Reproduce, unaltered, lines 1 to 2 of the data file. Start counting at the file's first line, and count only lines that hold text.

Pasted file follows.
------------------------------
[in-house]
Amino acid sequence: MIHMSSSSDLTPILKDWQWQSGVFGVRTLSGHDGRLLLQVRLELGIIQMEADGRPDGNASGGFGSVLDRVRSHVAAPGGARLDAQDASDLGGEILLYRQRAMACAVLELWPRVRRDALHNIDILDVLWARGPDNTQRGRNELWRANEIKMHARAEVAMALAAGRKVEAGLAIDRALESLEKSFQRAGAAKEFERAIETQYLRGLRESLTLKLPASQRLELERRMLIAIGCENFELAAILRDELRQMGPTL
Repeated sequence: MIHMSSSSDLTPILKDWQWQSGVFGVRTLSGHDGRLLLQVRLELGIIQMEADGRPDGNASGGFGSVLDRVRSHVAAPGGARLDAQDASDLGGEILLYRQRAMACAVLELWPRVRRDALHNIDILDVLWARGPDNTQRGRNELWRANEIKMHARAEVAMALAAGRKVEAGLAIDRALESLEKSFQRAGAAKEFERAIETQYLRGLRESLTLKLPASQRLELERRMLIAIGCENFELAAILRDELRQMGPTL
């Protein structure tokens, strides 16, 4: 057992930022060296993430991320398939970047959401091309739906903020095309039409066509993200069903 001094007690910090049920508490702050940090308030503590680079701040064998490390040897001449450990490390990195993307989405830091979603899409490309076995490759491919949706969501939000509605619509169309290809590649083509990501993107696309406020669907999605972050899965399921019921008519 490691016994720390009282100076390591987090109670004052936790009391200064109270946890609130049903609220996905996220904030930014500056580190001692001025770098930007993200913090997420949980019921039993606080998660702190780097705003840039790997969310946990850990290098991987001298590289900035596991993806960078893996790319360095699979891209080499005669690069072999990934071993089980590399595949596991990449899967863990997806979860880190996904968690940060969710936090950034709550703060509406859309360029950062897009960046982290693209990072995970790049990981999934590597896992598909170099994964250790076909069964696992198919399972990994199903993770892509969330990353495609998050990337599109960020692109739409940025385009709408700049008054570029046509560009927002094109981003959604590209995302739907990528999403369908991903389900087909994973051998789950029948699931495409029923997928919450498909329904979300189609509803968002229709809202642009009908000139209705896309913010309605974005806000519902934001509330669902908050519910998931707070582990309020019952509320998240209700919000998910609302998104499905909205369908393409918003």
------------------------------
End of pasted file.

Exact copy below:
[in-house]
Amino acid sequence: MIHMSSSSDLTPILKDWQWQSGVFGVRTLSGHDGRLLLQVRLELGIIQMEADGRPDGNASGGFGSVLDRVRSHVAAPGGARLDAQDASDLGGEILLYRQRAMACAVLELWPRVRRDALHNIDILDVLWARGPDNTQRGRNELWRANEIKMHARAEVAMALAAGRKVEAGLAIDRALESLEKSFQRAGAAKEFERAIETQYLRGLRESLTLKLPASQRLELERRMLIAIGCENFELAAILRDELRQMGPTL